Rear Viewlr

Rear view

We have heard many rumors about this house.  Perhaps it was on the underground railroad, or the original owners had slaves, there is a ’57 Chevy buried in the back yard, and there are many more.  The owners of the house and I were on parallel hunts for the untold story.  I stopped one afternoon at the local library hoping to find a file containing the history of this house, only to find that since the library was under construction the archives containing material on the house were in storage.  My clients, the current owners were only the second owners of the home after the original family.  The current owner had a breakthrough when he found out that the original families’ name was Beckwith and a painting hangs in the Brooklyn Museum of a man who lived in their town at the time the house was built, his name was Colonel Nathan Beckwith.  This may be one more of the false starts, but we will find the untold story.


Colonel Nathan Beckwith

The one thing I know for sure is that the floor was held up by very rough beams-almost tree trunks, and the floor of the crawl space is dirt.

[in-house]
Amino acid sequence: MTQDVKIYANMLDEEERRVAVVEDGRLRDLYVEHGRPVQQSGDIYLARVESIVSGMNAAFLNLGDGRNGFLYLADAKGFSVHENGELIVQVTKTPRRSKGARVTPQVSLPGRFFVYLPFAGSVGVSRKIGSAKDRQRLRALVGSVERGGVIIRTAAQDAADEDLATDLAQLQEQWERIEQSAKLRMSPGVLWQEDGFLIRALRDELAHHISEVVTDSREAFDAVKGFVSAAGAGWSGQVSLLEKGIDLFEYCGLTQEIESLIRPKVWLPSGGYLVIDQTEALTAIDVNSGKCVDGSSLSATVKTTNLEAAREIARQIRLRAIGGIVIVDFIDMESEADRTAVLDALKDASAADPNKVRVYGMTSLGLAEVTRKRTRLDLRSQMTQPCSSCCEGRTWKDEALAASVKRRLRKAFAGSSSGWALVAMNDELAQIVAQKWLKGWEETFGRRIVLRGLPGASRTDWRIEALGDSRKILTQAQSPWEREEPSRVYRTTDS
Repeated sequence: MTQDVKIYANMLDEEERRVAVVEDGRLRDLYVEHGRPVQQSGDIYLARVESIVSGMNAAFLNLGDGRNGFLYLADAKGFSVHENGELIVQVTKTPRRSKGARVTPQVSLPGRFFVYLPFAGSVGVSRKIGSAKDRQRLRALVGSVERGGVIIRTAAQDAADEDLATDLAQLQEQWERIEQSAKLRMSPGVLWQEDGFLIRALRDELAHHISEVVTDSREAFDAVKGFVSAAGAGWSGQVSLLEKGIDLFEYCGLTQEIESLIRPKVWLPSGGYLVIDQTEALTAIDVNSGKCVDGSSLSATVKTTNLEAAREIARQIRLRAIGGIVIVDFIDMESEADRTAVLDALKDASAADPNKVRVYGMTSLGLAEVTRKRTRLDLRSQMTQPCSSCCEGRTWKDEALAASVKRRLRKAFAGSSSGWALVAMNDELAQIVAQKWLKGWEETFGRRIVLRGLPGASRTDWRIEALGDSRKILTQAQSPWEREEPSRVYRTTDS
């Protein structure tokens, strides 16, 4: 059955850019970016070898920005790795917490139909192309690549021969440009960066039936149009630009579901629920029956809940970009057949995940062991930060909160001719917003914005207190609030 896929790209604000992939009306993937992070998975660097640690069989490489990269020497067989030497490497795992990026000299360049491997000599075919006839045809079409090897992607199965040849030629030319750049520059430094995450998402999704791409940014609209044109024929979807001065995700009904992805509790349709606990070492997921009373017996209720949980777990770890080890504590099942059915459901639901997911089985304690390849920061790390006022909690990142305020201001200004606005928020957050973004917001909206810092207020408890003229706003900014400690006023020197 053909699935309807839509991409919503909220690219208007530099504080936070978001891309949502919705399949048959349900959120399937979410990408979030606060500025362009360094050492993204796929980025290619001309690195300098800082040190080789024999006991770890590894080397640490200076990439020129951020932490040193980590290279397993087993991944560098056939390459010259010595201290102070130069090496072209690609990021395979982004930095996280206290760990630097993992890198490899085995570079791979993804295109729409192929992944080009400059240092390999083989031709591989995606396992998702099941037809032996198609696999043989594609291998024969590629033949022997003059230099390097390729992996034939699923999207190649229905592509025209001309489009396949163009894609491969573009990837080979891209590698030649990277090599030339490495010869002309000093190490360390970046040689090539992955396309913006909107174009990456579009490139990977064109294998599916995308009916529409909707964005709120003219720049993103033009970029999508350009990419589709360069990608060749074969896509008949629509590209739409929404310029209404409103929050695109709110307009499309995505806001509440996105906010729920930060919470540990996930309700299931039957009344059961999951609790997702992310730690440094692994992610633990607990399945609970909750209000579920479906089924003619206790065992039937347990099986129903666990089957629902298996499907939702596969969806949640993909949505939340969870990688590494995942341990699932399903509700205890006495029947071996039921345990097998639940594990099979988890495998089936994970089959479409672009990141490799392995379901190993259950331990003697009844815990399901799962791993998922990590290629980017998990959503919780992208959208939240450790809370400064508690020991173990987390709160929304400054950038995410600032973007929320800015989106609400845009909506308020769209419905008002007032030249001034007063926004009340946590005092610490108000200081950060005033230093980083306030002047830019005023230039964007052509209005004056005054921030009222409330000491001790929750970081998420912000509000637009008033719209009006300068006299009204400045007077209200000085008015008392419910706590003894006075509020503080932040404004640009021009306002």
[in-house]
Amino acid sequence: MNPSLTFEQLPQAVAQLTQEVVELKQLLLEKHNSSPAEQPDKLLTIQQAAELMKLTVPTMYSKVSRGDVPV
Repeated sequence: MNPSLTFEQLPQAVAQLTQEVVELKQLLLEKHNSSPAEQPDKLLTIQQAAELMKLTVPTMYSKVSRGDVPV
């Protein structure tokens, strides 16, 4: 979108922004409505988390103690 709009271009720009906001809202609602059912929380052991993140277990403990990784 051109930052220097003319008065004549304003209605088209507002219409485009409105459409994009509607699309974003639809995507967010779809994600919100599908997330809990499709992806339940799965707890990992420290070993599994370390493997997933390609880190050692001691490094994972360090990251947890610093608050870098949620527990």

Floor Structurelr Close

Kitchen floor structure

About the Author: James Crisp

James M. Crisp has been an architect for well over 30 years. His architectural firm, Crisp Architects, designs projects throughout New York, New Jersey, Connecticut and Massachusetts. In April of 2007, Taunton Press published 'On the Porch' by James M. Crisp and Sandra Mahoney.

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    Audry August 19, 2010 at 9:10 am

    That’s a fantastic house. I hope you find the story, I’d love to hear it

  2. Aa2Cbf39867Dfccabe80558316A86802?S=54&R=G
    James Crisp August 19, 2010 at 8:11 pm

    We will not rest until we know the truth

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